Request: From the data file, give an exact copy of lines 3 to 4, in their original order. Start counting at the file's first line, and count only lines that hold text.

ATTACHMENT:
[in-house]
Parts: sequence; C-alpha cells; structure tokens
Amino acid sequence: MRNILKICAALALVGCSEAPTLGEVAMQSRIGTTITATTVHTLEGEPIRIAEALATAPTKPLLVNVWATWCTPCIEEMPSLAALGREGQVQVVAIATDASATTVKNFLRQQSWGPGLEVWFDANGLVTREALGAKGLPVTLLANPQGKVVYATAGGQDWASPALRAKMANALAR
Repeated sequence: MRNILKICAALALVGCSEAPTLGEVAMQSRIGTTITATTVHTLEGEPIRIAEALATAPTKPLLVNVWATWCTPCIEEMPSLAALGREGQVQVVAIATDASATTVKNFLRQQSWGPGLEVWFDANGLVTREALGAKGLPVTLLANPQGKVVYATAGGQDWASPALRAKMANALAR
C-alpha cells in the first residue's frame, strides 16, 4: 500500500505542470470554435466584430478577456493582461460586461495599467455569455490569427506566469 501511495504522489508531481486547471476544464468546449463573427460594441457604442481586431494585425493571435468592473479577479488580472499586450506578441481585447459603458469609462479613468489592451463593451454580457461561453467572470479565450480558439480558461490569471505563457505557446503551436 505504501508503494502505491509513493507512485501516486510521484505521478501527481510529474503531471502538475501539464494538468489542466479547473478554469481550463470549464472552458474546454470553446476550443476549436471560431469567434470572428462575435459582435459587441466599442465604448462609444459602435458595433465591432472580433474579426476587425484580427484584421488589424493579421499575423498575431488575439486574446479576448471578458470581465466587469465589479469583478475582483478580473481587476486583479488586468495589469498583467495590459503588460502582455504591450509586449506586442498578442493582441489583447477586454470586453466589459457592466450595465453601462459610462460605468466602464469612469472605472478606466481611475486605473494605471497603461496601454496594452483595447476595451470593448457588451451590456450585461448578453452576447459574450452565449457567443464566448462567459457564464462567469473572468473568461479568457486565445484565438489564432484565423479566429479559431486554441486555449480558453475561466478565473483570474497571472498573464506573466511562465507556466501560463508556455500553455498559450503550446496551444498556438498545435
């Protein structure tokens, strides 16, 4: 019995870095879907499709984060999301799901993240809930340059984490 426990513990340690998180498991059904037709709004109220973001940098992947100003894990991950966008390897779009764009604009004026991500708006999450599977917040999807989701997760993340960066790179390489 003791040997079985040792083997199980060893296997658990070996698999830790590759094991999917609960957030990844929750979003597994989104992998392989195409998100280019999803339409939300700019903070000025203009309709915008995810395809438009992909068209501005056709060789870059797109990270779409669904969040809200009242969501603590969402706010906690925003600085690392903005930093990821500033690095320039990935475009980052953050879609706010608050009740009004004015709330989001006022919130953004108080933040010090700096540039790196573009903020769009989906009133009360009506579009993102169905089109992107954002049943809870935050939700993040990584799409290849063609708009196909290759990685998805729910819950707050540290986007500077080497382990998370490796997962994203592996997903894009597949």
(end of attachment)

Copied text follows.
Amino acid sequence: MRNILKICAALALVGCSEAPTLGEVAMQSRIGTTITATTVHTLEGEPIRIAEALATAPTKPLLVNVWATWCTPCIEEMPSLAALGREGQVQVVAIATDASATTVKNFLRQQSWGPGLEVWFDANGLVTREALGAKGLPVTLLANPQGKVVYATAGGQDWASPALRAKMANALAR
Repeated sequence: MRNILKICAALALVGCSEAPTLGEVAMQSRIGTTITATTVHTLEGEPIRIAEALATAPTKPLLVNVWATWCTPCIEEMPSLAALGREGQVQVVAIATDASATTVKNFLRQQSWGPGLEVWFDANGLVTREALGAKGLPVTLLANPQGKVVYATAGGQDWASPALRAKMANALAR